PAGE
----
Why is Biden's Immigration Policy Failing?
19:01 GMT 09.01.2023 (Updated: 19:04 GMT 09.01.2023)
© AP Photo / Marco UgarteMigrants leave Huixtla, Chiapas state, Mexico, early Wednesday, Oct. 27, 2021, as they continue their trek north toward Mexico's northern states and the U.S. border.
© AP Photo / Marco Ugarte
The United States’ immense wealth has long made the country a prime destination for residents of the not-quite-as-successful countries in the Americas who want to improve their lot, apparently without checking exactly how this wealth is distributed in the country.
During the presidency of Joe Biden, the US has found itself facing a veritable immigration crisis as thousands and thousands of migrants flocked to the country. The policies adopted by the White House in recent months have had little impact in rectifying the situation.
What Are the Main Causes of Immigrants Coming to the US Today?
The United States is one of the wealthiest nations in the world, while many countries in Central and South America, including the US’ southern neighbor Mexico, are not that fortunate, to put it mildly.
So far, the majority of migrants who sought entrance to the United States during the past year come from Mexico, Honduras, Guatemala, Venezuela and Cuba, although the share of migrants arriving from other Latin American countries increased significantly over the past decade.
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That disparity, further exacerbated by economic problems in the Latin American countries, is what lies at the core of the situation where tens of thousands of people opt to try their luck to the north of Rio Grande (the river that runs along the US-Mexico border), hoping to find better employment and education prospects.
In that regard, the motives of these Latin American migrants are not that different from those of the migrants from Africa and the Middle East who seek their fortunes in the relatively wealthy states of Western Europe.
How Long is the US-Mexico Border
While migrants trying to enter the United States by crossing the Gulf of Mexico is not unheard of (as some of the former residents of the island nation of Cuba could probably attest to), the vast majority of those seeking to move from Latin American countries to the United States end up trying to cross the United States’ border with Mexico – the only country besides Canada in the north that shares a land border with the US.
Stretching for about 3,145 kilometers in total, this border is one of the world’s longest land borders between two countries, and is far from impregnable, with the movement of illicit drugs and migrants across it long being a headache for US authorities.
During his time in the Oval Office, the 45th President of the United States Donald Trump sought to rectify this problem by announcing perhaps one of his most famous (or infamous, depending on whom you ask) initiatives – the construction of a wall along the entire length of the border.
We will probably never know exactly how effective this project would have been, as Trump’s presidential successor Joe Biden promptly scrapped this undertaking after moving into the White House.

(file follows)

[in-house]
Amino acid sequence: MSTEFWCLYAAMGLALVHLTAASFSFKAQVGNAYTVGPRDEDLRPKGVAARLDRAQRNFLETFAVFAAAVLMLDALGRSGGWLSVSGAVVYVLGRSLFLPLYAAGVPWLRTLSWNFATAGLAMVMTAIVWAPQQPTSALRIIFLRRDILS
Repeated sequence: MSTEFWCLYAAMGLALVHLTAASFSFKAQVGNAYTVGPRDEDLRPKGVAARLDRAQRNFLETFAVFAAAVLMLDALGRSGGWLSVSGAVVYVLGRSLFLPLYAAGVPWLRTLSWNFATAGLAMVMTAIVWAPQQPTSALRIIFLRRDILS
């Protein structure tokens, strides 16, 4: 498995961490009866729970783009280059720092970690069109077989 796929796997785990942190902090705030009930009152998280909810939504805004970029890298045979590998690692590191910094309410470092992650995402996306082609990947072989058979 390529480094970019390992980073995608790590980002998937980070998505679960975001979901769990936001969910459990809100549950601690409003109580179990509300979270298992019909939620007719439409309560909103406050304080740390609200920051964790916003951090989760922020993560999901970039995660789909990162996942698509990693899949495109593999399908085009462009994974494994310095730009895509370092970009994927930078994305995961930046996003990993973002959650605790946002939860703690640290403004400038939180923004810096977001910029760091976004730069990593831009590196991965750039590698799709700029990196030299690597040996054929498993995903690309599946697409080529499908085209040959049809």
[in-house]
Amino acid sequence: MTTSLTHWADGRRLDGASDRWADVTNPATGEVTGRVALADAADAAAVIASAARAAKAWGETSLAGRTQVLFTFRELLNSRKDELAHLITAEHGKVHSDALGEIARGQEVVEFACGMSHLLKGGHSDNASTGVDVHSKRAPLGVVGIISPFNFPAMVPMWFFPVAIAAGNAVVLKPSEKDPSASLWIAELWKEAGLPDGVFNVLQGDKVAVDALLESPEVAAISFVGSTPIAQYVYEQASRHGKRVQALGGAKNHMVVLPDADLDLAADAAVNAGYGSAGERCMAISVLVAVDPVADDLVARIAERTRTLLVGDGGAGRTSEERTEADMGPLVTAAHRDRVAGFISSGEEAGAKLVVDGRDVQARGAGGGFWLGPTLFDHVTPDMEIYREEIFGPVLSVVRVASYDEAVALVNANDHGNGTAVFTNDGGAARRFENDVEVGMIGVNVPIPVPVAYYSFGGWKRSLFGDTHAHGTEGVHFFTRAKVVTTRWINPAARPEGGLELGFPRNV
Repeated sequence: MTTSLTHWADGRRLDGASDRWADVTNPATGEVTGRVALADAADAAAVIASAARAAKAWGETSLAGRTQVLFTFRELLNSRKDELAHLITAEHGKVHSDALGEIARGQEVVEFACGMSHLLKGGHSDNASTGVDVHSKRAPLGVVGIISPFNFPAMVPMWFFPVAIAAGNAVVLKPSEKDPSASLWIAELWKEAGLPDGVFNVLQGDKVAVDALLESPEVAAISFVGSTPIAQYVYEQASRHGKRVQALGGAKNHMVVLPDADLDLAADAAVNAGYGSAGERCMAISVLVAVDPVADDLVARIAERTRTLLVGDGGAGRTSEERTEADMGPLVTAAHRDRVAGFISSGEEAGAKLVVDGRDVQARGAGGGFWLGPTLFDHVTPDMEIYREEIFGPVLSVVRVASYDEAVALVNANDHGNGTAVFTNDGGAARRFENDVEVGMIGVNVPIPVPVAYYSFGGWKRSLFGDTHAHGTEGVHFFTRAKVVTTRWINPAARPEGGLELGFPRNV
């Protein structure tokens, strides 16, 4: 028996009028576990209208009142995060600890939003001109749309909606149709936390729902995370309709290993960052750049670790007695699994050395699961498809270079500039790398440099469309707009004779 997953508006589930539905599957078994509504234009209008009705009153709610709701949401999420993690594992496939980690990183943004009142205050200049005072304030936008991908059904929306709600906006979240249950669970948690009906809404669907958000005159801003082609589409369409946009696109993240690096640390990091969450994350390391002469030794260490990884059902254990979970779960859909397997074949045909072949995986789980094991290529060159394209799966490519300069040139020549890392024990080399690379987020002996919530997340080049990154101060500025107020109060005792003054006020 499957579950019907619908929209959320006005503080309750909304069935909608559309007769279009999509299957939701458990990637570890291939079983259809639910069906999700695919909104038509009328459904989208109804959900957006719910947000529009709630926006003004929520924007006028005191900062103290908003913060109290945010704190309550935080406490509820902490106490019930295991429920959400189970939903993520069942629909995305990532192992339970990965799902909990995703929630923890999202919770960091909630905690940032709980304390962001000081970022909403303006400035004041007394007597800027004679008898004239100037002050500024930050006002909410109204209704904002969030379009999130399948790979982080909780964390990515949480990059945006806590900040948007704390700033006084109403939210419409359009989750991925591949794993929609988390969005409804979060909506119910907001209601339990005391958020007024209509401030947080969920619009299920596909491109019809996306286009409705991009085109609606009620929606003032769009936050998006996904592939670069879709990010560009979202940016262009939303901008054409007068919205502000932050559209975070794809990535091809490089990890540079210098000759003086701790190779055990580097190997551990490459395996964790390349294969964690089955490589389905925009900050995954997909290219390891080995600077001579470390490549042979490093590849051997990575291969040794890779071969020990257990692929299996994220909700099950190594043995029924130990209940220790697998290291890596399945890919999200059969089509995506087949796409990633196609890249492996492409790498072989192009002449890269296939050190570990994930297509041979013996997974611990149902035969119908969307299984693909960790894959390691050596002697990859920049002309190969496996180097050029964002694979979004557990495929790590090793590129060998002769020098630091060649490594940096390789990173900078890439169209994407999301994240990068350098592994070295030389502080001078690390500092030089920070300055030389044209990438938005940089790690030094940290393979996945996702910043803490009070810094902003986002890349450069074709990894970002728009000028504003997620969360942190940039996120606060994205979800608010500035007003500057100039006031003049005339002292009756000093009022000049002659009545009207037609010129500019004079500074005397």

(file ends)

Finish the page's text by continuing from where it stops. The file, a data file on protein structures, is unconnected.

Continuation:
How Many Immigrants Have Entered the US in 2022?
During the fiscal year 2022, the US Border Patrol reported over 2.2 million migrant encounters (a term that encompasses both apprehensions and expulsions), as compared to about 1.66 million a year before. The total number of enforcement actions reported by the US Customs and Border Patrol Protection amounts to 1.95 million in 2021 and 2.76 million in 2022.
One can only wonder how many – if any, of course – managed to slip under the radar and enter the United States undetected.
What Has Biden Done About Immigration
Upon assuming the presidency in 2021, Joe Biden ended up in an interesting situation – he had quite a situation at the US’ southern border where the flow of migrants seeking to enter the United States showed no signs of abating, yet he appeared somewhat limited in his options as his Democratic Party relentlessly criticized the zero-tolerance policy towards migrants adopted by his predecessor Donald Trump.
Initially, Biden even promised to adopt an approach different from Trump’s, with his rhetoric possibly being interpreted as a welcoming gesture by migrants whose number has been steadily growing since the 46th POTUS was sworn in.
However, Biden has left the asylum ban largely intact, and the controversial Title 42 policy adopted amid the COVID pandemic during Trump’s presidency, which essentially allows the US authorities to expel migrants on the grounds of protecting the country from the spread of a contagious disease, also remains in place today.
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At this time, the US government appears to be trying to adopt a carrot-and-stick approach to the problem.
The carrot takes the form of the humanitarian parole program for Venezuela being expanded to allow up to 30,000 migrants from that country, as well as from Cuba, Haiti and Honduras, to enter the US if they meet certain conditions (such as having a financial sponsor, for example).
The stick in this scenario would be the US authorities’ proposal to bar from entry the migrants who try to get into the country without using the parole program or before trying first to seek asylum in the country they entered on the way to the United States.
It remains to be seen whether this approach will work out, but at this time the US government struggles to deal with the influx of migrants and the crisis on the US southern border seems to be far from over.